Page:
Plato and Athenian Justice

History of Political Thought XXXVI, No. 4 (Winter 2015), pp. 611-642

32 Pages Posted: 21 Feb 2013 Last revised: 17 May 2018

Date Written: November 7, 2015

Abstract

Plato’s interest in justice is pronounced and familiar. So too are his criticisms of Athenian democracy. This article suggests that Plato’s conceptualization of justice constituted a direct and conscious confrontation with the highly democratic mode of justice pursued in Athens’ popular courts. Yet Plato did not resist all Athenian judicial norms. His approach recalls Athenian homicide trials, which operated quite differently from the ordinary kind. Plato’s signal contribution to the history of political thought may be characterized as having taken the conception of justice associated with homicide to be paradigmatic, with remarkably enduring effects.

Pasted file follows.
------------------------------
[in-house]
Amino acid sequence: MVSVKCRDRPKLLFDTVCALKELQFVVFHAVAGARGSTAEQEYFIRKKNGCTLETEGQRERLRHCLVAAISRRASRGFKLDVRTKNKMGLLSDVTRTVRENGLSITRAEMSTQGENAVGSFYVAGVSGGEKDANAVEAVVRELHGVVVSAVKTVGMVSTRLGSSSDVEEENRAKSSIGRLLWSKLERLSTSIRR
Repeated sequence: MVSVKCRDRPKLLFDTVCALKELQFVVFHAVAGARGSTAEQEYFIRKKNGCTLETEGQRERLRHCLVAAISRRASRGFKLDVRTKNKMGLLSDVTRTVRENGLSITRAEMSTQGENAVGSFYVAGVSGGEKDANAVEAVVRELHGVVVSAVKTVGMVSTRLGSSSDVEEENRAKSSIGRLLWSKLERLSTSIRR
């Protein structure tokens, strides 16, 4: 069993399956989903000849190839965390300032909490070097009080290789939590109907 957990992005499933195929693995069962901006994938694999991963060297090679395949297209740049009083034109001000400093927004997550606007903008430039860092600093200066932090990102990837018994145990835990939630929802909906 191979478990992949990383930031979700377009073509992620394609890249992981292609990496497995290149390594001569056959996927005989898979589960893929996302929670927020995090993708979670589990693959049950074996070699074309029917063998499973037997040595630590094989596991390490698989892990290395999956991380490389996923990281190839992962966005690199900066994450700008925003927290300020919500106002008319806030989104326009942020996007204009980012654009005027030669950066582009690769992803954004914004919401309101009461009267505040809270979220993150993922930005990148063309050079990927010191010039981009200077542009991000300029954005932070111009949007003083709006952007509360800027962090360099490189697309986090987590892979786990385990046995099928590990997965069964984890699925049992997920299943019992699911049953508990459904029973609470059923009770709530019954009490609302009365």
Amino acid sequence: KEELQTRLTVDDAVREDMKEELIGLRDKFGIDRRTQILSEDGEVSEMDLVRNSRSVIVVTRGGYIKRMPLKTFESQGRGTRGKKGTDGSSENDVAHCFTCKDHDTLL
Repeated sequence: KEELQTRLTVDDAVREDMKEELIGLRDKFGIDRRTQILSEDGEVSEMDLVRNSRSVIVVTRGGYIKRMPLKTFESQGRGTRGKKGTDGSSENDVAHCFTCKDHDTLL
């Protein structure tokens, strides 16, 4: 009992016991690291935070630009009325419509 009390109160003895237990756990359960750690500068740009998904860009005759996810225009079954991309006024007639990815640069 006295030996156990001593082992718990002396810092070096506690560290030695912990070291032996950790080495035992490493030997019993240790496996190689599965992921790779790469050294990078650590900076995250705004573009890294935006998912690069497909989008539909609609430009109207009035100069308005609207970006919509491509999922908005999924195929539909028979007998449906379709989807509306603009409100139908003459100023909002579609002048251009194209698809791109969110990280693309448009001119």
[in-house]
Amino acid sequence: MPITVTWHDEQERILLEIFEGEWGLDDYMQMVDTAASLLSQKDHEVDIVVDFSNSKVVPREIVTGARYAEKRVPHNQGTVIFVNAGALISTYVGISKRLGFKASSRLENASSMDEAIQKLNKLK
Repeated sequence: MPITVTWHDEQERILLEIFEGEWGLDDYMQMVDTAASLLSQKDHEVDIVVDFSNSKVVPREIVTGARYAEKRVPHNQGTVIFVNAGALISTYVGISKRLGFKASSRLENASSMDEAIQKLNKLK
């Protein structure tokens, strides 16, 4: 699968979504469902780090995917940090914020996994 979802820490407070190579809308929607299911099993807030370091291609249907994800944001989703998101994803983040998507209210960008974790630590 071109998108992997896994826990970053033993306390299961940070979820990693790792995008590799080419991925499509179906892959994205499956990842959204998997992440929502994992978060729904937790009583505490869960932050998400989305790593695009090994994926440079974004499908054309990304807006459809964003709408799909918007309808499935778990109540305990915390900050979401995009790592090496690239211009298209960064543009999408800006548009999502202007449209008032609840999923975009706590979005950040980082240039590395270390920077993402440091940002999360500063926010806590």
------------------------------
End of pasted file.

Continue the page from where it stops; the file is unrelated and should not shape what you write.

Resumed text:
Keywords: Plato, Athenian democracy, justice, to dikaion, dikaiosyne

Suggested Citation

Cammack, Daniela, Plato and Athenian Justice (November 7, 2015). History of Political Thought XXXVI, No. 4 (Winter 2015), pp. 611-642. Available at SSRN: https://ssrn.com/abstract=2220867 or http://dx.doi.org/10.2139/ssrn.2220867

Daniela Cammack (Contact Author)

Yale University ( email )

New Haven, CT 06520
United States

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